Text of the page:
2

You can go for Indexeddb, which is most likely suitable for client-side app needs due to:

  • Its built-in versioning mechanism. Client-side applications often face version fragmentation as users don't usually update to new version at the same time. So checking version of existing database and update accordingly is a good idea.
  • It's schemaless, which allows flexibility of adding more data to client's storage (which happen pretty often in my experience) without having to update database to a new version, unless you create new indices.
  • It support wide ranges of data: basic types as well as blob data (file, images)

All in all it's a good choice. The only caveat is that chromium cores may automatically wipe out indexeddb to reclaim disk space when storage is under strain if navigator.storage.persist is not set, or when the host machine is crashed leaving indexeddb in corrupted state.

  • Care to add some references to the navigator.storage.persist api does not work on Electron ? – Ambroise Rabier Dec 18 '18 at 14:02
  • 1
    I don't have a reference. It is from my experience that sometimes the whole storage was wiped out on a client's machine had the host machine been crashed for some reason. Having said that, our use of indexeddb is pretty heavy compared to normal use. And I am updating my answer to clarify what I meant. Thank for pointing out. – vuamitom Dec 18 '18 at 15:10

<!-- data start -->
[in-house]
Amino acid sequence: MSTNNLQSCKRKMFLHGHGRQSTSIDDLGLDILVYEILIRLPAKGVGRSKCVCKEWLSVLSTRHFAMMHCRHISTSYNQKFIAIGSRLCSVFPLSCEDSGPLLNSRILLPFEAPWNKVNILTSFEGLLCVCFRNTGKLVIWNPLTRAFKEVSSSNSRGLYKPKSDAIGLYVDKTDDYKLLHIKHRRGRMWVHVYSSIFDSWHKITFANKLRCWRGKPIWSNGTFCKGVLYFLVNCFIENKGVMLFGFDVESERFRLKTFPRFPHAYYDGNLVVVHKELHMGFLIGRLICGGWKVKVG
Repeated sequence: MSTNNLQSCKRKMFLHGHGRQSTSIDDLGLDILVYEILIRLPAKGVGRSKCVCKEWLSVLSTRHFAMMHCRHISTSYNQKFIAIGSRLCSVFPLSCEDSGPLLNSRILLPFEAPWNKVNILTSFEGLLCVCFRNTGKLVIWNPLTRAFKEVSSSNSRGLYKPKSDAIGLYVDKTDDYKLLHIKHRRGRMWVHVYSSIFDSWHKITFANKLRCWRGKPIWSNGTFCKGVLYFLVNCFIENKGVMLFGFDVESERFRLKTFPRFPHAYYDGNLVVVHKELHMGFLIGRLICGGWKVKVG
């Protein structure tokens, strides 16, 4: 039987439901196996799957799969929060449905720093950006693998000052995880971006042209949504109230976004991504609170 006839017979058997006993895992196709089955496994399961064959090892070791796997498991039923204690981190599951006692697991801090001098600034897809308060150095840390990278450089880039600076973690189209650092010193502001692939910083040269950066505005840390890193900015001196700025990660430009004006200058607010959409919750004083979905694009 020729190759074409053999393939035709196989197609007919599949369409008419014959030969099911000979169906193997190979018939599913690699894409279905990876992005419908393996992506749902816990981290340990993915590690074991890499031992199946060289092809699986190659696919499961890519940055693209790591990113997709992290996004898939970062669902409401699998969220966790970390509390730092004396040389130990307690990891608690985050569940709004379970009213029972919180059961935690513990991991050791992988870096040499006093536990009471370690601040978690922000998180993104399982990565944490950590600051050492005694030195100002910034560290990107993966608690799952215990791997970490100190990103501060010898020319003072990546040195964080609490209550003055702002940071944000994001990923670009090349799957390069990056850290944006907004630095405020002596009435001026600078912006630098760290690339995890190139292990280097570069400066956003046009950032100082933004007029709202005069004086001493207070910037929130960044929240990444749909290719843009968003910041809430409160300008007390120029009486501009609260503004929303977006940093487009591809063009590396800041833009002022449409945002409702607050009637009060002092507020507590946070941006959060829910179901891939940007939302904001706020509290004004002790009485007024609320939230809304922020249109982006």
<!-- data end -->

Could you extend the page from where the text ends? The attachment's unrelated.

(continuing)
• 1
    Another problem I have faced with IndexedDB, in electron specifically is that it doesn't work in node.js, so you need to actually maintain it from your renderer process. – RA. Jul 23 at 13:32
  • Exactly. For our application, data resides in the renderer process for main UI window. Any read and updates happen on that process. That way the app is usable both on the browser and on Electron runtime. – vuamitom Jul 24 at 2:28
  • all the browser storage can be wiped out at any time, due to storage limits and LRU purging of stored data as @vuamitom implied above. This includes local storage (and session storage of course since it is purged right away) but also IndexDB. I find it's suitable for temporary offline storage, until you can get the local data synced with something else. – Appurist - Paul W Aug 31 at 6:36
2

Since NeDB's latest release was 4 years ago and there are many open issues, I would not recommend it. But there are many other alternatives you can use now.

https://github.com/pubkey/rxdb (many features, observable queries)

https://github.com/pouchdb/pouchdb (simple but many open issues)

https://github.com/techfort/LokiJS (only in-memory storage)

https://github.com/typicode/lowdb (good for simple, small datasets)

0

There are a plethora of ways for data persistence that can be used in Electron and choosing the right approach depends essentially on your use case(s). If it's only about saving application settings then you can use simple mechanisms such as flat files or HTML5 Storage APIs, for advanced data requirements you should opt for large scale database solutions such as MySQL or MongoDB (with or without ORMs).

You can check this list of methods/tools to persist data in Electron apps

protected by eyllanesc Sep 8 '18 at 16:56